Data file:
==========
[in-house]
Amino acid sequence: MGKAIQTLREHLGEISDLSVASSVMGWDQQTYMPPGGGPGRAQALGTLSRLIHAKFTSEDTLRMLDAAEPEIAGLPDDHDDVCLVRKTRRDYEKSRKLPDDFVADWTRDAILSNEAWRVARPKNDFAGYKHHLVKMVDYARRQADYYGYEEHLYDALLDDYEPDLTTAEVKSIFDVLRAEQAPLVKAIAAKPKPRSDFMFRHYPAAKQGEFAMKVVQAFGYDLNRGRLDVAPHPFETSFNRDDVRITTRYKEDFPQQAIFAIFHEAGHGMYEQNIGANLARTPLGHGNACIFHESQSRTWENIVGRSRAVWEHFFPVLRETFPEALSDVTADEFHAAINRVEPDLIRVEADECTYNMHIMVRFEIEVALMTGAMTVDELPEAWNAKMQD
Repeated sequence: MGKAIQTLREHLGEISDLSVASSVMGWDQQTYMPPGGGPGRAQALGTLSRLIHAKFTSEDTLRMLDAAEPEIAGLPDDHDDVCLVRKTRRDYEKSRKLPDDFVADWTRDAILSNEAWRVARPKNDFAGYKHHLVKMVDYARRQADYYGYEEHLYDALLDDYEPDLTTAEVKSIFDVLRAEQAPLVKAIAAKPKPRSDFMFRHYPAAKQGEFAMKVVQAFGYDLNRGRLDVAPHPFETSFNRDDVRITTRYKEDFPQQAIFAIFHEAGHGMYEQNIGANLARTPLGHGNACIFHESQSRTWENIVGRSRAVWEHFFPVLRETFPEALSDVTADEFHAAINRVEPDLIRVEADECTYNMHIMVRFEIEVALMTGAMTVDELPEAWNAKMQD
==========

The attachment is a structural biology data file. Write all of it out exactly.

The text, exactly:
[in-house]
Amino acid sequence: MGKAIQTLREHLGEISDLSVASSVMGWDQQTYMPPGGGPGRAQALGTLSRLIHAKFTSEDTLRMLDAAEPEIAGLPDDHDDVCLVRKTRRDYEKSRKLPDDFVADWTRDAILSNEAWRVARPKNDFAGYKHHLVKMVDYARRQADYYGYEEHLYDALLDDYEPDLTTAEVKSIFDVLRAEQAPLVKAIAAKPKPRSDFMFRHYPAAKQGEFAMKVVQAFGYDLNRGRLDVAPHPFETSFNRDDVRITTRYKEDFPQQAIFAIFHEAGHGMYEQNIGANLARTPLGHGNACIFHESQSRTWENIVGRSRAVWEHFFPVLRETFPEALSDVTADEFHAAINRVEPDLIRVEADECTYNMHIMVRFEIEVALMTGAMTVDELPEAWNAKMQD
Repeated sequence: MGKAIQTLREHLGEISDLSVASSVMGWDQQTYMPPGGGPGRAQALGTLSRLIHAKFTSEDTLRMLDAAEPEIAGLPDDHDDVCLVRKTRRDYEKSRKLPDDFVADWTRDAILSNEAWRVARPKNDFAGYKHHLVKMVDYARRQADYYGYEEHLYDALLDDYEPDLTTAEVKSIFDVLRAEQAPLVKAIAAKPKPRSDFMFRHYPAAKQGEFAMKVVQAFGYDLNRGRLDVAPHPFETSFNRDDVRITTRYKEDFPQQAIFAIFHEAGHGMYEQNIGANLARTPLGHGNACIFHESQSRTWENIVGRSRAVWEHFFPVLRETFPEALSDVTADEFHAAINRVEPDLIRVEADECTYNMHIMVRFEIEVALMTGAMTVDELPEAWNAKMQD